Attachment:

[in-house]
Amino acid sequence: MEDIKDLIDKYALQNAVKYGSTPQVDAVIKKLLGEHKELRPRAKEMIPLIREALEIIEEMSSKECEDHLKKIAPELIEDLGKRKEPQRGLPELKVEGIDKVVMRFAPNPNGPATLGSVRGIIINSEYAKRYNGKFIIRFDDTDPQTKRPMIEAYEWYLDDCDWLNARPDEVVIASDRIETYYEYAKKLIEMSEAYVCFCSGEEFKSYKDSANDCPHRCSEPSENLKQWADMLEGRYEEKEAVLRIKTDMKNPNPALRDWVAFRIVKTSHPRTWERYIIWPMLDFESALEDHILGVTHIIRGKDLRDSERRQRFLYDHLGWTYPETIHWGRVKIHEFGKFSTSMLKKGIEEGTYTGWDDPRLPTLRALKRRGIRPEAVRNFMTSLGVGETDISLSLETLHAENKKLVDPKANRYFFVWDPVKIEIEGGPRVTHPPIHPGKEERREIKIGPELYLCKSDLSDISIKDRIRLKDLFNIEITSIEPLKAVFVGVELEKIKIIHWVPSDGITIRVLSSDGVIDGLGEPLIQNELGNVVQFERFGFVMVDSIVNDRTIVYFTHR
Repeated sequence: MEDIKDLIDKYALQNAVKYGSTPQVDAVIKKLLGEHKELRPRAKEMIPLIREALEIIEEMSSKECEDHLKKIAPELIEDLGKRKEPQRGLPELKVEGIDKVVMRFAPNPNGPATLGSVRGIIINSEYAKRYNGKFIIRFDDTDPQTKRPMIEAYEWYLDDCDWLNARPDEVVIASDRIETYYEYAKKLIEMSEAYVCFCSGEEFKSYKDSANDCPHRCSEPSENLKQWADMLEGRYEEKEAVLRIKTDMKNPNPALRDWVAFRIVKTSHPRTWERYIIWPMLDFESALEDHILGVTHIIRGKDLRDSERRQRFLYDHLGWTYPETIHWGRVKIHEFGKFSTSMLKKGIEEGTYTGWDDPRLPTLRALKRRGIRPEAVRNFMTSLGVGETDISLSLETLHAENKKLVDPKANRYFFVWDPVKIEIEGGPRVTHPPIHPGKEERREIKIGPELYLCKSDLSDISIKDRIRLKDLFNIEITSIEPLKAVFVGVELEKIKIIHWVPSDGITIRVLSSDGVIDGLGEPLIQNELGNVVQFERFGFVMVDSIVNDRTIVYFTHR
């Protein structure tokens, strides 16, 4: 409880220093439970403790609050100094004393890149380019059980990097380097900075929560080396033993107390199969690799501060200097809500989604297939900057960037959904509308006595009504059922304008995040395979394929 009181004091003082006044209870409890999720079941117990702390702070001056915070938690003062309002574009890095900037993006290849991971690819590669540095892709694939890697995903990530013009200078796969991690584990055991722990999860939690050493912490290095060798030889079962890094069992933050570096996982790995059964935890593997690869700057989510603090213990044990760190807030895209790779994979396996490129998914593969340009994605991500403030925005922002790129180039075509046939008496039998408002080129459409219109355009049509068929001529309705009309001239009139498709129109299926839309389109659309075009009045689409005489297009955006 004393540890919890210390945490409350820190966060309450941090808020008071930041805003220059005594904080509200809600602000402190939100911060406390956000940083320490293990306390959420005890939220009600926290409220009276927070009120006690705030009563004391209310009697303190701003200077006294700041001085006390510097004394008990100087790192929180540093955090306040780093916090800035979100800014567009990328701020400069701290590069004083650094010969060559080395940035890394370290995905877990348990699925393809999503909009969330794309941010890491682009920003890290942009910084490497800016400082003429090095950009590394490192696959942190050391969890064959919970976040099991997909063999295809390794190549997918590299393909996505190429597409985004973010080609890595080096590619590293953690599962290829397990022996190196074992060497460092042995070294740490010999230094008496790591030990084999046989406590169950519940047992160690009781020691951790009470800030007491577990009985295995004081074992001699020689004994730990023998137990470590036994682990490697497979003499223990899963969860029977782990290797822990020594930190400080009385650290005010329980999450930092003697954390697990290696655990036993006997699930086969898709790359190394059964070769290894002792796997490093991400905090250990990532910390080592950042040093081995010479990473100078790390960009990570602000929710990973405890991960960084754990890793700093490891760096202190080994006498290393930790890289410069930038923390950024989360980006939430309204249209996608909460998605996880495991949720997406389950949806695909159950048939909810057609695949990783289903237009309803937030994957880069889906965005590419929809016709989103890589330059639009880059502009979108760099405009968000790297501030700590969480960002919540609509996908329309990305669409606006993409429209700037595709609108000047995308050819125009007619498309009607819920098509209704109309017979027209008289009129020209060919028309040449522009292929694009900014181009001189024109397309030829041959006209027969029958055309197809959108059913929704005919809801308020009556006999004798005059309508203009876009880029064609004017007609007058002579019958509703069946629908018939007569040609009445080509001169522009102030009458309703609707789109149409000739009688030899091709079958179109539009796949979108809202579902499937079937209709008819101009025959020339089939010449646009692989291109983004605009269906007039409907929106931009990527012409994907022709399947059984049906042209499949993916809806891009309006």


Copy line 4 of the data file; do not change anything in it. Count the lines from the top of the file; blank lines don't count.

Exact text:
């Protein structure tokens, strides 16, 4: 409880220093439970403790609050100094004393890149380019059980990097380097900075929560080396033993107390199969690799501060200097809500989604297939900057960037959904509308006595009504059922304008995040395979394929 009181004091003082006044209870409890999720079941117990702390702070001056915070938690003062309002574009890095900037993006290849991971690819590669540095892709694939890697995903990530013009200078796969991690584990055991722990999860939690050493912490290095060798030889079962890094069992933050570096996982790995059964935890593997690869700057989510603090213990044990760190807030895209790779994979396996490129998914593969340009994605991500403030925005922002790129180039075509046939008496039998408002080129459409219109355009049509068929001529309705009309001239009139498709129109299926839309389109659309075009009045689409005489297009955006 004393540890919890210390945490409350820190966060309450941090808020008071930041805003220059005594904080509200809600602000402190939100911060406390956000940083320490293990306390959420005890939220009600926290409220009276927070009120006690705030009563004391209310009697303190701003200077006294700041001085006390510097004394008990100087790192929180540093955090306040780093916090800035979100800014567009990328701020400069701290590069004083650094010969060559080395940035890394370290995905877990348990699925393809999503909009969330794309941010890491682009920003890290942009910084490497800016400082003429090095950009590394490192696959942190050391969890064959919970976040099991997909063999295809390794190549997918590299393909996505190429597409985004973010080609890595080096590619590293953690599962290829397990022996190196074992060497460092042995070294740490010999230094008496790591030990084999046989406590169950519940047992160690009781020691951790009470800030007491577990009985295995004081074992001699020689004994730990023998137990470590036994682990490697497979003499223990899963969860029977782990290797822990020594930190400080009385650290005010329980999450930092003697954390697990290696655990036993006997699930086969898709790359190394059964070769290894002792796997490093991400905090250990990532910390080592950042040093081995010479990473100078790390960009990570602000929710990973405890991960960084754990890793700093490891760096202190080994006498290393930790890289410069930038923390950024989360980006939430309204249209996608909460998605996880495991949720997406389950949806695909159950048939909810057609695949990783289903237009309803937030994957880069889906965005590419929809016709989103890589330059639009880059502009979108760099405009968000790297501030700590969480960002919540609509996908329309990305669409606006993409429209700037595709609108000047995308050819125009007619498309009607819920098509209704109309017979027209008289009129020209060919028309040449522009292929694009900014181009001189024109397309030829041959006209027969029958055309197809959108059913929704005919809801308020009556006999004798005059309508203009876009880029064609004017007609007058002579019958509703069946629908018939007569040609009445080509001169522009102030009458309703609707789109149409000739009688030899091709079958179109539009796949979108809202579902499937079937209709008819101009025959020339089939010449646009692989291109983004605009269906007039409907929106931009990527012409994907022709399947059984049906042209499949993916809806891009309006």